This Transformer modifies code according to directives similar to those found in C preprocessors. The syntax should be familiar.
Let's start with an example:
_coreAjax = $['core-ajax']; // Get <core-ajax> element. /* #if DEBUG */ _coreAjax.url = "mock.json"; // Change actual prod URL to a mock file. /* #endif */
The URL-changing line will only be included in debug builds (which is also the
default mode for
pub serve). The line will not exist in release builds.
Since you can change build mode to any custom string by running
pub build --mode=<mode>, you can have things like this:
/* #if LOCALHOST */ baseUrl = "http://localhost/"; /* #endif */
pubspec.yaml, add simple_preprocessor as a dependency and as
a Transformer. Like this:
dependencies: simple_preprocessor: any ... transformers - simple_preprocessor
Try to include it before any other transformer (it's a pre-processor, after all).
This is not a best practice. You're changing semantics of your program by
a non-standard control mechanism that — worse still — lives in a comment. The
only thing that kind of makes this almost okay is that the
is so well recognized.
Even so, if you choose to use it, you shouldn't probably use it for anything
more than a few simple
#if DEBUG statements.
Currently, there's only
#if directive takes one argument, which must be all upper case. This will
be compared to the mode of
pub build ("release" by default) or
("debug" by default). When there's a match, anything between
#else) will be included. If not, it will be stripped.
#elif directive is on my TODO, but probably not anything else. This
shouldn't be a simplified programming language like that of a C preprocessor.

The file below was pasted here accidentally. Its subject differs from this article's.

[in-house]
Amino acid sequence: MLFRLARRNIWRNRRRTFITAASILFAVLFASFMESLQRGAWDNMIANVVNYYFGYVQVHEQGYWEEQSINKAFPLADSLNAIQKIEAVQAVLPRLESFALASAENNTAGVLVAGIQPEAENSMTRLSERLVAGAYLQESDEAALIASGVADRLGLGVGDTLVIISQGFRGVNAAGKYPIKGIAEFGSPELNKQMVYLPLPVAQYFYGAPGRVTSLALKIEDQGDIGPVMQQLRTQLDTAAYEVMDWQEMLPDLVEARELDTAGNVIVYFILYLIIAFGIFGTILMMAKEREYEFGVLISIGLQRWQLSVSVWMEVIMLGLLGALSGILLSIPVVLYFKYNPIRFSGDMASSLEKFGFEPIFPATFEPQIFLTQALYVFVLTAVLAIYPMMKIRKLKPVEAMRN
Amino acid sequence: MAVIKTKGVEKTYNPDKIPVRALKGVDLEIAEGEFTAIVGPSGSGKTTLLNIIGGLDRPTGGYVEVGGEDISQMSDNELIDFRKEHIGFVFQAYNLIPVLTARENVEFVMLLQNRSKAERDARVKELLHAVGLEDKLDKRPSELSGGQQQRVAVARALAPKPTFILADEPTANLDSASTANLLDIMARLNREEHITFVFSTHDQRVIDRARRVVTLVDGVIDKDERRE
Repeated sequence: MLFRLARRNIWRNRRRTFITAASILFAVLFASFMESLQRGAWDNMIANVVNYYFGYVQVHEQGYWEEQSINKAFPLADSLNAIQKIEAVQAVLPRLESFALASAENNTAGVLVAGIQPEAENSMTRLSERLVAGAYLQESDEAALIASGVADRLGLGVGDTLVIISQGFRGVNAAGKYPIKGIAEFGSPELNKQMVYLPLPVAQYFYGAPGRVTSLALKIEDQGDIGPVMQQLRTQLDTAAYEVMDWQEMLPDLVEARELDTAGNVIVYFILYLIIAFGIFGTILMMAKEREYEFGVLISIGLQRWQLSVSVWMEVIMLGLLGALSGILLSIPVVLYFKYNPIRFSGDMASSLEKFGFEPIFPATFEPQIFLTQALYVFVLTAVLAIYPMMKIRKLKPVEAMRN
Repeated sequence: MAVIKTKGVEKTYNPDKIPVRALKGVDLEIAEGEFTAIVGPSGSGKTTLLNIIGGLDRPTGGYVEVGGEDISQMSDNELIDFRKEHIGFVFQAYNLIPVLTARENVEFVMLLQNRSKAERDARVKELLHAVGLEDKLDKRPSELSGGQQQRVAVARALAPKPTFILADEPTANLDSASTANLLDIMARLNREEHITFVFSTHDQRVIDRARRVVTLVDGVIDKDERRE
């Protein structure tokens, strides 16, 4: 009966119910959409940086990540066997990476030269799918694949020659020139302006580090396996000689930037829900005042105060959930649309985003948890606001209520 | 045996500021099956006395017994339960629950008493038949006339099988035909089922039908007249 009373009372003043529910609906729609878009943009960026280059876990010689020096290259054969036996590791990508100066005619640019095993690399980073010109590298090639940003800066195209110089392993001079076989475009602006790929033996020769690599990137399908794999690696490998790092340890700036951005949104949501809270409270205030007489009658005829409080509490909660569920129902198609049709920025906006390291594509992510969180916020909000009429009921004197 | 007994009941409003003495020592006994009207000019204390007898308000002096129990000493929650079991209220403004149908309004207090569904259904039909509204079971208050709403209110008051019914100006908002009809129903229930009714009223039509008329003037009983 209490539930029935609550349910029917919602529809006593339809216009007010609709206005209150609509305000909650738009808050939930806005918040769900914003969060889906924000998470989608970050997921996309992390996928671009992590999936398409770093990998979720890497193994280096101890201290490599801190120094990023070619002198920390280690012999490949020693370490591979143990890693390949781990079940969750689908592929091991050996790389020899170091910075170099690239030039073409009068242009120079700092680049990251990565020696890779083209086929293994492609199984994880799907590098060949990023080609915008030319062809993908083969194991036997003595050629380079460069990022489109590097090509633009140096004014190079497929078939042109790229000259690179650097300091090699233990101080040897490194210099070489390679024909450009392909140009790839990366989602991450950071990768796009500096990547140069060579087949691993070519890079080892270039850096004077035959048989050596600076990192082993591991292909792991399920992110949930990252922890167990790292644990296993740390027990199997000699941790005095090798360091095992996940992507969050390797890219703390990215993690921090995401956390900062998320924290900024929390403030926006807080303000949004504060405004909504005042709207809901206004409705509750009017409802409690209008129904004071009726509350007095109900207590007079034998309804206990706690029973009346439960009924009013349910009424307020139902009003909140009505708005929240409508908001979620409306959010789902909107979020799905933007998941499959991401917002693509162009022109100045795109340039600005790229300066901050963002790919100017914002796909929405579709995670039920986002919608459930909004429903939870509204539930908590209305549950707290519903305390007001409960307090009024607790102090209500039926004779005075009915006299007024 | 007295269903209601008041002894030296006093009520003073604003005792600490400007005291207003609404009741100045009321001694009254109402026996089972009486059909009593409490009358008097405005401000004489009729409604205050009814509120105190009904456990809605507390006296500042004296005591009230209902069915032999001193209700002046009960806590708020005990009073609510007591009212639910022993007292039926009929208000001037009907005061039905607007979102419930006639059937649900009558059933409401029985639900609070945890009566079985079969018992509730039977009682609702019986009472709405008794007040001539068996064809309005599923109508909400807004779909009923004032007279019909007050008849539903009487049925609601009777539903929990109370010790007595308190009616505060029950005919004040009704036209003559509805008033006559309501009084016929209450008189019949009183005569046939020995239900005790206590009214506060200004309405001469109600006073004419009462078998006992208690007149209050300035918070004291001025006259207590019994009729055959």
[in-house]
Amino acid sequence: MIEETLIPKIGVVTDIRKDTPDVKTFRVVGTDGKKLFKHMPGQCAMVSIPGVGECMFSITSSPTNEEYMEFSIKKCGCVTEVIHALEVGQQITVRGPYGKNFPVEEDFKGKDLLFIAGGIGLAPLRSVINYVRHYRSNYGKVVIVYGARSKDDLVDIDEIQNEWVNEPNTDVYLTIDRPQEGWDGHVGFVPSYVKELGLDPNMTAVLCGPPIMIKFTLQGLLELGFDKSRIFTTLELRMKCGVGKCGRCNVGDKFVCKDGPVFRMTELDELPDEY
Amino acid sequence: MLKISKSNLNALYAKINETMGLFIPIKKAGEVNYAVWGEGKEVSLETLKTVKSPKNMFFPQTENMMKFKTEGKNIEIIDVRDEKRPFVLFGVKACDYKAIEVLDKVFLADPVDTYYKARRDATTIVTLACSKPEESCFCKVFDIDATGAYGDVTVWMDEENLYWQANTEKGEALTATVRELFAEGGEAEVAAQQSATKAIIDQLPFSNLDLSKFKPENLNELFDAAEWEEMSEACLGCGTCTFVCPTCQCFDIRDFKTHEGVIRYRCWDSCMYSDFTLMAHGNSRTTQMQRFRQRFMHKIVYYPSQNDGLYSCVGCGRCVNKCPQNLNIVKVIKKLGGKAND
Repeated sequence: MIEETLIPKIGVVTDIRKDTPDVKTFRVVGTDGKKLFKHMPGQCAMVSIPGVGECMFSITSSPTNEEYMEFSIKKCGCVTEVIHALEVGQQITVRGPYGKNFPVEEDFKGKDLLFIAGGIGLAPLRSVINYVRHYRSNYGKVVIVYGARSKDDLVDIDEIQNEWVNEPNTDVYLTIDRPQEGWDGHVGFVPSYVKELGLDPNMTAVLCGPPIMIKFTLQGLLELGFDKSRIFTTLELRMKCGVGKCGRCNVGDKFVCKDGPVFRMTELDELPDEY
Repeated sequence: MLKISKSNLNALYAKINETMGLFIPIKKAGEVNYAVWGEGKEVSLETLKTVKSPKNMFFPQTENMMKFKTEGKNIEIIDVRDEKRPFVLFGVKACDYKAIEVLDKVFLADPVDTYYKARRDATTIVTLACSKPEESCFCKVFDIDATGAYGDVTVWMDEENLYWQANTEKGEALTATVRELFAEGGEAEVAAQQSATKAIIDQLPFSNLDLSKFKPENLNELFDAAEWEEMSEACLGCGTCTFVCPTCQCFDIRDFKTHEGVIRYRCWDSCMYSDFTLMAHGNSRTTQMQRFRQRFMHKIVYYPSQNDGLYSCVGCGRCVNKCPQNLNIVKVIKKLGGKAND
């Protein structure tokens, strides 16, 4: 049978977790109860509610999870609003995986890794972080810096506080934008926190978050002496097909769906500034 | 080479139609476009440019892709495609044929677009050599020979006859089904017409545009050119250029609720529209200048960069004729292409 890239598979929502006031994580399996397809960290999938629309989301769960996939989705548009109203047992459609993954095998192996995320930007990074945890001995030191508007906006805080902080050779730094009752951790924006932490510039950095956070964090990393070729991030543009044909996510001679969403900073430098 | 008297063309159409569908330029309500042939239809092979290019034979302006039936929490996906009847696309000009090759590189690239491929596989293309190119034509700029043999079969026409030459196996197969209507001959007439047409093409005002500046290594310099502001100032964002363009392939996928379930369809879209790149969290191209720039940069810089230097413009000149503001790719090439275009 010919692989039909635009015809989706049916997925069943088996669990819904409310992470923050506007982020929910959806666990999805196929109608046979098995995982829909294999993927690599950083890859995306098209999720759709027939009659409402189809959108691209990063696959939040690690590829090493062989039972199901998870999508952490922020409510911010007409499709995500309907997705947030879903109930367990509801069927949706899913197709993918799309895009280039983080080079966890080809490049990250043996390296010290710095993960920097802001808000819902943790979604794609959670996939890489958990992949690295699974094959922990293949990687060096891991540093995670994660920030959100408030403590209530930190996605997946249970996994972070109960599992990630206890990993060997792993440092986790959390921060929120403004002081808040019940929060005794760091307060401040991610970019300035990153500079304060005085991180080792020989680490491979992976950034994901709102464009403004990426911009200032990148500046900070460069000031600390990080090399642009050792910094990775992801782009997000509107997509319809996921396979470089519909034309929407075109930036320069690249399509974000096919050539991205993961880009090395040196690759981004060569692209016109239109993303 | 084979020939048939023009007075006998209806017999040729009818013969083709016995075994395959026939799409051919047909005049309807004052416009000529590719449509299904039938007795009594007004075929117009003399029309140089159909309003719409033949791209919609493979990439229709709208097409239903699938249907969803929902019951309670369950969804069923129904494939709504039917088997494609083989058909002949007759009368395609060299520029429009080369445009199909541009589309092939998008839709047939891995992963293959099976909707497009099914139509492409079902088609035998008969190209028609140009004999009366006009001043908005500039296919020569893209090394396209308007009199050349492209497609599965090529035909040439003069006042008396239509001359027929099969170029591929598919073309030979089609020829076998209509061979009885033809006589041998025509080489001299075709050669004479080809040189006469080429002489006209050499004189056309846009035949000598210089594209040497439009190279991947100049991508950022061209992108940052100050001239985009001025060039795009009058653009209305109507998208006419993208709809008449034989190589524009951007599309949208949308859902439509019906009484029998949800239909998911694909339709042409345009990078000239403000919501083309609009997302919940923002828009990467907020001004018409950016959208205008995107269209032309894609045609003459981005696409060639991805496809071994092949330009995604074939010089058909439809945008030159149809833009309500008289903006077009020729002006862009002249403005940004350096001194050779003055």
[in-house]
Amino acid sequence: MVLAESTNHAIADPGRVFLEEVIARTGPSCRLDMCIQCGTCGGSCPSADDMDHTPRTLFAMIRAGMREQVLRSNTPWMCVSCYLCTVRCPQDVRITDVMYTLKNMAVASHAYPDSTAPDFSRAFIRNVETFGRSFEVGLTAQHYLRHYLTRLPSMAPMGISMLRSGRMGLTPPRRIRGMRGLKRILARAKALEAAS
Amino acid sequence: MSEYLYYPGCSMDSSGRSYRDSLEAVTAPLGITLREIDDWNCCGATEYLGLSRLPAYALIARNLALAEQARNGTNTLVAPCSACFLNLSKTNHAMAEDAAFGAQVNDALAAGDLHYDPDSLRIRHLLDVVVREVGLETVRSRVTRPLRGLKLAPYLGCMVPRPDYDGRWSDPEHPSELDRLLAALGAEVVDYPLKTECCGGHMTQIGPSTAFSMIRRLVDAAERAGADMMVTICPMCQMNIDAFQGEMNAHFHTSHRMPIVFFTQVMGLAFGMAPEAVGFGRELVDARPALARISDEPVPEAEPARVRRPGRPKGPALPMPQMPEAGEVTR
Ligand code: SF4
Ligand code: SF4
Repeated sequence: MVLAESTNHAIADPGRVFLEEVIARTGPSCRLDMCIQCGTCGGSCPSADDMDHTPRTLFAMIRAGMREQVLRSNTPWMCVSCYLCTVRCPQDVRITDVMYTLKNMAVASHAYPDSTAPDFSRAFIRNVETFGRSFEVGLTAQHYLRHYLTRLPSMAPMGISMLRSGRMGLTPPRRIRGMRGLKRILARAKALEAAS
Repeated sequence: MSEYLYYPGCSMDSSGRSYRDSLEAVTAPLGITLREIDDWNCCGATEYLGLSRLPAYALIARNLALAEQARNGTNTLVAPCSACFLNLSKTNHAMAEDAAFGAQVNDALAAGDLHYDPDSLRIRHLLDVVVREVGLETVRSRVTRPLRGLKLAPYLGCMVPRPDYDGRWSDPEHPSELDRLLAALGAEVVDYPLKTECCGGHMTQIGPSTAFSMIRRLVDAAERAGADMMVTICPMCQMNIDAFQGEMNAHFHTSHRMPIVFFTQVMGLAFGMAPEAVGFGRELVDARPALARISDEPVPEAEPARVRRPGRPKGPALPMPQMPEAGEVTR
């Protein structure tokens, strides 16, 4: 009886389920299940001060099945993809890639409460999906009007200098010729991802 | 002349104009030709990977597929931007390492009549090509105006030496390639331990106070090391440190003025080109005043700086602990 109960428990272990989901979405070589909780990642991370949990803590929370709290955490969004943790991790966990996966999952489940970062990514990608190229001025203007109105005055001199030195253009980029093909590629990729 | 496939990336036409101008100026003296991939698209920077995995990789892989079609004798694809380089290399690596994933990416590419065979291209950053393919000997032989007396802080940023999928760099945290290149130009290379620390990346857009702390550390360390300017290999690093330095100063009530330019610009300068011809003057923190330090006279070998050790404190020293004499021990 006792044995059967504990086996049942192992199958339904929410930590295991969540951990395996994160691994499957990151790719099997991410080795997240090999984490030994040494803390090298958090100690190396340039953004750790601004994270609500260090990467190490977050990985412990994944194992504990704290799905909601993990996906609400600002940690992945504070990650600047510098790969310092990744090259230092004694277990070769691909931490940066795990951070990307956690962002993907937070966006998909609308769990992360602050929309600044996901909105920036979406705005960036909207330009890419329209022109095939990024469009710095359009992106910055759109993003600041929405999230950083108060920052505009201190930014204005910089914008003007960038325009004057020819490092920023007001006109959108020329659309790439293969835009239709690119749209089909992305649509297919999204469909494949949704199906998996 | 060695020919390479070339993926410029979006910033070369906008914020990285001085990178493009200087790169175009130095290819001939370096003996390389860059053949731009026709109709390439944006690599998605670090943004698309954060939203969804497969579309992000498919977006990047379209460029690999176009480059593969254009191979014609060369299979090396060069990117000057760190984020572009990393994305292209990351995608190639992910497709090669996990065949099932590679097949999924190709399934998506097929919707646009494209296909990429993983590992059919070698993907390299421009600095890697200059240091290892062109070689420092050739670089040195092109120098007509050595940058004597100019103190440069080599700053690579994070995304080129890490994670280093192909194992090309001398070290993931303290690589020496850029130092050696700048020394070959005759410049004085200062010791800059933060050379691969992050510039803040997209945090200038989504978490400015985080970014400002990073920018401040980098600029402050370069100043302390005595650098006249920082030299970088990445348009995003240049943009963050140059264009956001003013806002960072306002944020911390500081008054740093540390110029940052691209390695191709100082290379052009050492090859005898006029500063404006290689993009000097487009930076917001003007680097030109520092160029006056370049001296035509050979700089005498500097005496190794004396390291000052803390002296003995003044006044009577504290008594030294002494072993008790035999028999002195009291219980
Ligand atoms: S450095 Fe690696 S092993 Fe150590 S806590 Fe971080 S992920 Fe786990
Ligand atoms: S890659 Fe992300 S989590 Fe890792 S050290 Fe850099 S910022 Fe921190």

If you need to do something more complex than
#if DEBUG, you're better off
There is no
#define – the only definition is made by the transformer mode.
Sometimes, to play better with static analysis tooling, you might want to hide some of the lines from it. Here's a solution:
/* #if DEBUG *//* var speed = 1000; *//* #else */ var speed = 100; /* #endif */
Without the extra
*/, your IDE would probably display an error
about defining the
speed variable twice. But
identifies this syntax and will uncomment the contents between
for debug builds.
Note that the extra comment must come immediately after the
comment and directly before the
#endif comment. No whitespace is
Add this to your package's pubspec.yaml file:
dependencies: simple_preprocessor: ^0.0.3
You can install packages from the command line:
$ pub get
Alternatively, your editor might support
Check the docs for your editor to learn more.
Now in your Dart code, you can use:
|0.0.3||Feb 7, 2017|
|0.0.2||Nov 12, 2014|
|0.0.1||Nov 11, 2014|
Describes how popular the package is relative to other packages. [more]
Code health derived from static analysis. [more]
Reflects how tidy and up-to-date the package is. [more]
Weighted score of the above. [more]
The package version is not analyzed, because it does not support Dart 2. Until this is resolved, the package will receive a health and maintenance score of 0.
Fix dependencies in
pub upgrade failed with the following output:
ERR: The current Dart SDK version is 2.1.0. Because simple_preprocessor depends on barback >=0.6.2 which requires SDK version >=0.6.2 <2.0.0 or >=2.0.0-dev.17.0 <2.0.0, version solving failed.
dartfmt to format
dartfmt to format
Add SDK constraint in
pubspec.yaml. (-50 points)
For information about setting SDK constraint, please see https://www.dartlang.org/tools/pub/pubspec#sdk-constraints.
Fix platform conflicts. (-20 points)
Error(s) prevent platform classification:
Fix dependencies in
dartdoc failed. (-10 points)
dartdoc runs without any issues.
CHANGELOG.md. (-20 points)
Changelog entries help clients to follow the progress in your code.
Package is getting outdated. (-85.21 points)
The package was released 96 weeks ago.
Maintain an example. (-10 points)
Create a short demo in the
example/ directory to show how to use this package. Common file name patterns include:
example.dart or you could also use
Package is pre-v0.1 release. (-10 points)
While there is nothing inherently wrong with versions of
0.0.*, it usually means that the author is still experimenting with the general direction of the API.